TITLE: Optimizing Education AUTHOR: Eugene Wallingford DATE: May 06, 2008 4:40 PM DESC: ----- BODY: Brian Marick lamented recently that his daughter's homework probably wasn't affecting her future in the same way that some of his school experiences affected his. I've had that feeling, too, but sometimes wonder whether (1) my memory is good enough to draw such conclusions and (2) my daughters will remember key experiences from their school days anyway. After teaching for all these years I am sometimes surprised by what former students remember from their time in my courses, and how those memories affect them. Brian's mention of New Math elicited some interesting comments. Kevin Lawrence hit on a point that has been on my mind in two contexts lately:
A big decision point in education is whether you are optimizing for people who will go on to be very good at a subject or for people who find it difficult.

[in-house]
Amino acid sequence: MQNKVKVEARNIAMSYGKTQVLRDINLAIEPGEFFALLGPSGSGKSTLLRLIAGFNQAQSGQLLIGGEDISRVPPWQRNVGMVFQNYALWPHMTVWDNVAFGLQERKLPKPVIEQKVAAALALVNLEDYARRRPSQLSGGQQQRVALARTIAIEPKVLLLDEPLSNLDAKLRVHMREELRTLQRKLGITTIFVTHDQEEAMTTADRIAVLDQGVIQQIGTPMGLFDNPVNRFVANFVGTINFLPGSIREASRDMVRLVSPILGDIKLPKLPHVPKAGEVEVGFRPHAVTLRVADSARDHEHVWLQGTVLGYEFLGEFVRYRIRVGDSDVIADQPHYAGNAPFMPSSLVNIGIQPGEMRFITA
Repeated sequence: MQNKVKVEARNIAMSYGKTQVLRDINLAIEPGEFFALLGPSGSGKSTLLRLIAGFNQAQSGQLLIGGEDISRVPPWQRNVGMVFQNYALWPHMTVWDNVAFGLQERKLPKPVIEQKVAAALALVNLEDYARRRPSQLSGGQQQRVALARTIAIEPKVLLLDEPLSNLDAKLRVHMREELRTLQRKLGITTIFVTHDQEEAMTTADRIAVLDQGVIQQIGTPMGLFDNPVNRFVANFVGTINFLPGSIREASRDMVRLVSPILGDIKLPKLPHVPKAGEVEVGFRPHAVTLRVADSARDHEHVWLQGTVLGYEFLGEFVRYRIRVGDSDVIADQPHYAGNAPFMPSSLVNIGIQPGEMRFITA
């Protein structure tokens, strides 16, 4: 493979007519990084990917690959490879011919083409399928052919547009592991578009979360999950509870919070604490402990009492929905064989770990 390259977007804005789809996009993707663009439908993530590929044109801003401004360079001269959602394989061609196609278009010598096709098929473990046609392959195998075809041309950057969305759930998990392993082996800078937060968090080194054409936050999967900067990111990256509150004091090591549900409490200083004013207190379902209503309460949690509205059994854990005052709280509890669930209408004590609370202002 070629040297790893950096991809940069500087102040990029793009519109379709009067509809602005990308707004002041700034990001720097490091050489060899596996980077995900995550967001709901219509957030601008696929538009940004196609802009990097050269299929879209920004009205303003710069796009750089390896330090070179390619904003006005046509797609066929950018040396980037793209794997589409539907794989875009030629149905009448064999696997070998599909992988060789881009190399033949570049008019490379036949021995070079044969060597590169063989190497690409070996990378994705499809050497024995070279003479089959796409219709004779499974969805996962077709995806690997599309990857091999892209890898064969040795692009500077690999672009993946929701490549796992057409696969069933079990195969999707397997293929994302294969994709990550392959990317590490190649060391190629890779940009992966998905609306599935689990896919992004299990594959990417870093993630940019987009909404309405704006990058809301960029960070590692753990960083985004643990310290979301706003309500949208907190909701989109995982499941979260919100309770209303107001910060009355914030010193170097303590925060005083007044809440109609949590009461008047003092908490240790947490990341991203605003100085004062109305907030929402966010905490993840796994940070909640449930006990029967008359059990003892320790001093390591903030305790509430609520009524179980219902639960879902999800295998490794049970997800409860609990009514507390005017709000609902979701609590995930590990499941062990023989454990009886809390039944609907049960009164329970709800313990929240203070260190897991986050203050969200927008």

In the context of university CS curricula, I often field complaints from colleagues here and everywhere about how the use of (graphics | games | anything post-1980 | non-scientific applications) in CS courses is dumbing down of our curriculum. These folks claim that we are spending too much time catering to folks who won't succeed in the discipline, or at least excel, and that at the same time we drive away the folks who would be good at CS but dislike the "softness" of the new approach. In the context of reaching out to pre-university students, to show folks cool and glitzy things that they might do in computer science, I sometimes hear the same sort of thing. Be careful, folks say, not to popularize the science too much. We might mislead students into thinking that CS is not serious, or that it is easy. I fully agree that we don't want to mislead middle schoolers or CS majors about the content or rigor of our discipline, or to give the impression that we cannot do serious and important work. But physics students and math geeks are not the only folks who can or should use computing. They are most definitely not the only folks who can make vital contributions to the discipline. (We can even learn from people who quote "King Lear".) By not reaching out to students with different views and interests, we do computer science a disservice. Once they are attracted to the discipline and excited to learn, we can teach them all about rigor and science and math. Some of those folks won't succeed in CS, but then again neither do some of the folks who come in with the more traditional "geeky" interests. If this topic interests you, follow the trail from Brian's blog to two blog entries by Kevin Lawrence, one old and one new. Both are worth a read. (I always knew there was a really good reason to enable comments on my blog -- Alan Kay might drop by!) -----